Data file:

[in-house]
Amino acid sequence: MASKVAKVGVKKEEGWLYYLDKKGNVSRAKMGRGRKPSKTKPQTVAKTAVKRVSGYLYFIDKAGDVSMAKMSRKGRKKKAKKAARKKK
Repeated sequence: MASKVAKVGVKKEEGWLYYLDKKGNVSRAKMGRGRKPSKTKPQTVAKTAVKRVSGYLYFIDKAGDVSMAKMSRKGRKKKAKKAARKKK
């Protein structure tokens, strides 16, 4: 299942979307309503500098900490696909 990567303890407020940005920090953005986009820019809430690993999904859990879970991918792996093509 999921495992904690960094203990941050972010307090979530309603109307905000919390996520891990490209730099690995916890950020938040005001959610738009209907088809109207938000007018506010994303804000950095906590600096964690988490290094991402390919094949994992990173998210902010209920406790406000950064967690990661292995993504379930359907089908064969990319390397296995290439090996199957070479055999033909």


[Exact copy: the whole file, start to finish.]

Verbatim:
[in-house]
Amino acid sequence: MASKVAKVGVKKEEGWLYYLDKKGNVSRAKMGRGRKPSKTKPQTVAKTAVKRVSGYLYFIDKAGDVSMAKMSRKGRKKKAKKAARKKK
Repeated sequence: MASKVAKVGVKKEEGWLYYLDKKGNVSRAKMGRGRKPSKTKPQTVAKTAVKRVSGYLYFIDKAGDVSMAKMSRKGRKKKAKKAARKKK
């Protein structure tokens, strides 16, 4: 299942979307309503500098900490696909 990567303890407020940005920090953005986009820019809430690993999904859990879970991918792996093509 999921495992904690960094203990941050972010307090979530309603109307905000919390996520891990490209730099690995916890950020938040005001959610738009209907088809109207938000007018506010994303804000950095906590600096964690988490290094991402390919094949994992990173998210902010209920406790406000950064967690990661292995993504379930359907089908064969990319390397296995290439090996199957070479055999033909």